Mathias Müller von Blumencron, Journalist, Member of the Board, Tagesanzeiger and Advisory Board Member M100 Sanssouci Colloquium
Joanna Krawczyk, Chairwoman, Leading European Newspaper Alliance
Paul Radu, Investigative Journalist, Co-Founder OCCRP
Astrid Frohloff (Topic Leader), TV Presenter and Journalist, Advisory Board Member M100 Sanssouci Colloquium

Media diversity, freedom of the press and freedom of expression in Europe are currently under threat. Journalists and independent media companies are increasingly joining forces across borders to respond to such challenges as well as to be able to continue to offer independent quality journalism in the future. This session will identify learnings from new media partnerships such as the Leading European Newspaper Alliance (LENA) and the Organised Crime and Corruption Reporting Project (OCCRP) to identify how media can most effectively work together.

Democratizing Access to the next Generation of Technology and Innovation: Communities and Radical Transformation
Gina Loften, Member of the Board of Trustees, TIAA
Luzius Meisser, Chairman, Bitcoin Suisse
Tycho Onnasch, General Manager, Trust Machines
Shuo Chen (Topic Leader), General Partner, IOVC

Technology, innovation, and entrepreneurship are key drivers of the modern economy and social mobility. Given their importance, we should strive to improve accessibility to tech, education and entrepreneurship across all backgrounds. Creating open and inclusive communities, especially with tech is important to accomplishing this goal, but it is easier said that done. Simultaneously, a third iteration of the internet – Web3 – has the potential to radically transform the internet of things and reduce barriers to access. How can these forces be effectively harnessed and directed for the benefit of all people and move the world forward?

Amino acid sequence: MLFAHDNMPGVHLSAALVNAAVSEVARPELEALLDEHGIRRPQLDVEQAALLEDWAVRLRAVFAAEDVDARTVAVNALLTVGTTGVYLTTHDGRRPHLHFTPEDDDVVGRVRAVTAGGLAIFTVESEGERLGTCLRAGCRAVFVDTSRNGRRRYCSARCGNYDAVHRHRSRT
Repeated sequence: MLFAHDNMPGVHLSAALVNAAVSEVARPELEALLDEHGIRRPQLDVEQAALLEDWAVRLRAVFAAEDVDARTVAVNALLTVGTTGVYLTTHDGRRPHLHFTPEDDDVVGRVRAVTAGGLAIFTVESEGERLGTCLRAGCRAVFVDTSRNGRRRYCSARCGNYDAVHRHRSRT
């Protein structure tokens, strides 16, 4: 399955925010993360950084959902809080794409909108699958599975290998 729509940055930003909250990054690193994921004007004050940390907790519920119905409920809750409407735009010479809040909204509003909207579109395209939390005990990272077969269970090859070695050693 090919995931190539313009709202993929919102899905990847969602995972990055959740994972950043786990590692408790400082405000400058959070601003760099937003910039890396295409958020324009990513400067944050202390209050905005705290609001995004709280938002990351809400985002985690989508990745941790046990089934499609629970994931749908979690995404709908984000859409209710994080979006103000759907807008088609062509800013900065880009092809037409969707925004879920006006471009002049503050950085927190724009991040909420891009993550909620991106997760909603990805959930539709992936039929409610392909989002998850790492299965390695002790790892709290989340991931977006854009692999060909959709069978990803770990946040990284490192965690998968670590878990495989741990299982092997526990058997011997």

Varieties of Tech Capitalism: Europe's Approach to Innovation and Regulation in a Global Context
Julian Teicke, Founder and Chief Executive Officer, wefox
Lisa-Marie Fassl, Co-Founder and Chief Executive Officer, Female Founders
Christoph Keese (Topic Leader), Managing Partner and Chief Executive Officer, hy

Over the past decades, the tech sector, especially the internet of things, has become a central component of modern economies. Trying to catch up with the exponential pace of technological development, the US, China, and Europe are crafting rules of the game on digital markets. What are the emerging characteristic differences between regulatory regimes of digital markets, in the US, Europe and beyond, and how do they balance innovation and regulation? In light of strategic competition over tech dominance between the US and China, what are the opportunities and challenges for Europe in particular?